MINUTES
The DWAF delegation consisted of Ms B Schreiner, Senior Executive Manager: Policy and Regulation; Mr A Seetal, Director: Water Allocation; and Mr F Ngoate, Acting Manager: Strategic Co-ordination. Mr Ngoate briefed the Committee on the National Water Resources Strategy (see attached document).

The Chairperson reported that Cabinet had approved the Strategy on 1 September, and the Committee hoped to have the Bill completed by October after holding public hearings. Due to time constraints, several questions raised by Members went unanswered. Therefore, another full day of discussions between Department and Committee would be necessary.

There were unanswered concerns around poverty alleviation, promoting investor confidence in the economy and conflicting views between the Department and Committee Members about rural areas. A lively debate over the apparent deferral of water delivery to local government led to the Chairperson calling for a workshop to be attended by all Departmental institutions involved in the NWRS and this Committee.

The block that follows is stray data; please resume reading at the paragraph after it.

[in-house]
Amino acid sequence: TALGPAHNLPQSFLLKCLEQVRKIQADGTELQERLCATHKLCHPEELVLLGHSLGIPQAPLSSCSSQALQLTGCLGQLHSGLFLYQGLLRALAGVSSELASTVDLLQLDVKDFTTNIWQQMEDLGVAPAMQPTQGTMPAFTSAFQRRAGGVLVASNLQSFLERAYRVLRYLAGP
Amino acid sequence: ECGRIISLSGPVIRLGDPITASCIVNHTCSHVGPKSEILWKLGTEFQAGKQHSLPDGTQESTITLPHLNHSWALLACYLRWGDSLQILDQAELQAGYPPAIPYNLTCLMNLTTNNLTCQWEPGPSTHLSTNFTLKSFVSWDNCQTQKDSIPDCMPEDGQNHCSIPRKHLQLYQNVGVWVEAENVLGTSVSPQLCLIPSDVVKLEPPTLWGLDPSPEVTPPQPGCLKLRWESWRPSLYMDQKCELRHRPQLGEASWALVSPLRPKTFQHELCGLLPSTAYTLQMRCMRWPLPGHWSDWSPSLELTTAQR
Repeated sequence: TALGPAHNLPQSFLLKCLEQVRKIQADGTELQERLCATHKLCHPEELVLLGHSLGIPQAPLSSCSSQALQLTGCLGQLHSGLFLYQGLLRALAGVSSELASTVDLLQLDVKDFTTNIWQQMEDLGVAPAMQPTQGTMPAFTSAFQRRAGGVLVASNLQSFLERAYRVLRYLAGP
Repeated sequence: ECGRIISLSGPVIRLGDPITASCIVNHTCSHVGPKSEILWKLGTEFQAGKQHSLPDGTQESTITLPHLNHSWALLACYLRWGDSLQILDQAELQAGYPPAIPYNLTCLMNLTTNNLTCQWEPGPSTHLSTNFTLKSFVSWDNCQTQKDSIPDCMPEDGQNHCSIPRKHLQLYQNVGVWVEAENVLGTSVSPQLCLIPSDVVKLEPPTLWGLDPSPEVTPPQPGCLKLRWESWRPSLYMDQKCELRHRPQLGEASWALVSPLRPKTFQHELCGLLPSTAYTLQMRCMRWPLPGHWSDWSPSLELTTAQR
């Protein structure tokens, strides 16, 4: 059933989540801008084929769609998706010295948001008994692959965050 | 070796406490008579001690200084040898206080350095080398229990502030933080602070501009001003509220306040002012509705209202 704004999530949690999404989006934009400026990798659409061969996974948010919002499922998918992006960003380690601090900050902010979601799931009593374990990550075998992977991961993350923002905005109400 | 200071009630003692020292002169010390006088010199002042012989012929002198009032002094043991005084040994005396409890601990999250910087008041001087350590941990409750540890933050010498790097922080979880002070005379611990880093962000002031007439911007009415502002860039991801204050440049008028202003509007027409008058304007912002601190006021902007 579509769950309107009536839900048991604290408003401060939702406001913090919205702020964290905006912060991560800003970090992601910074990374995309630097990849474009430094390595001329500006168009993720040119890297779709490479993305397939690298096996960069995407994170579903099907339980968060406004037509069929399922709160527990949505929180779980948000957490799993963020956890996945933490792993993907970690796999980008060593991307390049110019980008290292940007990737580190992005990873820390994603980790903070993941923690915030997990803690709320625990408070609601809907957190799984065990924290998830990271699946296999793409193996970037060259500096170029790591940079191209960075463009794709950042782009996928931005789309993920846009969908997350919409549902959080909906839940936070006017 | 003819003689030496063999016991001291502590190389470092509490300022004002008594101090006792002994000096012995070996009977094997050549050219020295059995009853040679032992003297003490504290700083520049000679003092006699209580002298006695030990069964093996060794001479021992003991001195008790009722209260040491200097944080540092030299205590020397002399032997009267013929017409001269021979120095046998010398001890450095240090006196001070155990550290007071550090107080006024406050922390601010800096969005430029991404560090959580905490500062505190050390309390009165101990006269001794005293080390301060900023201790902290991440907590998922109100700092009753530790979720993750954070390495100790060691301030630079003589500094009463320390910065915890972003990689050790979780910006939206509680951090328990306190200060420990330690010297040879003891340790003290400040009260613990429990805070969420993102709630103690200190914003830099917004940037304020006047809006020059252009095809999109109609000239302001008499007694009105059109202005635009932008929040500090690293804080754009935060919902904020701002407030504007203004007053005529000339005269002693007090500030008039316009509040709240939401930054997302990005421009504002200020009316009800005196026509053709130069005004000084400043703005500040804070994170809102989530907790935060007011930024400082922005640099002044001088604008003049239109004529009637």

Discussion
Mr T Ramphele (ANC) wanted the Department to elaborate on the contents of the NWRS. What exactly did 'complimentary strategies' entail, he asked.

Ms Schreiner replied that the Strategy tried to separate the science of managing water resources from the socio-political objectives of the National Water Resources Act, 1997. The Act specifically required consultation with the public. Therefore the Strategy was aimed at increasing stakeholder participation. To build capacity across various water departments, managers were encouraged to contribute to the NWRS. In the past, complicated jargon stemming from research and development driven programmes had marginalised such participation. Presently rural areas were not sufficiently equipped with consultative technology, and the Department would focus on correcting this.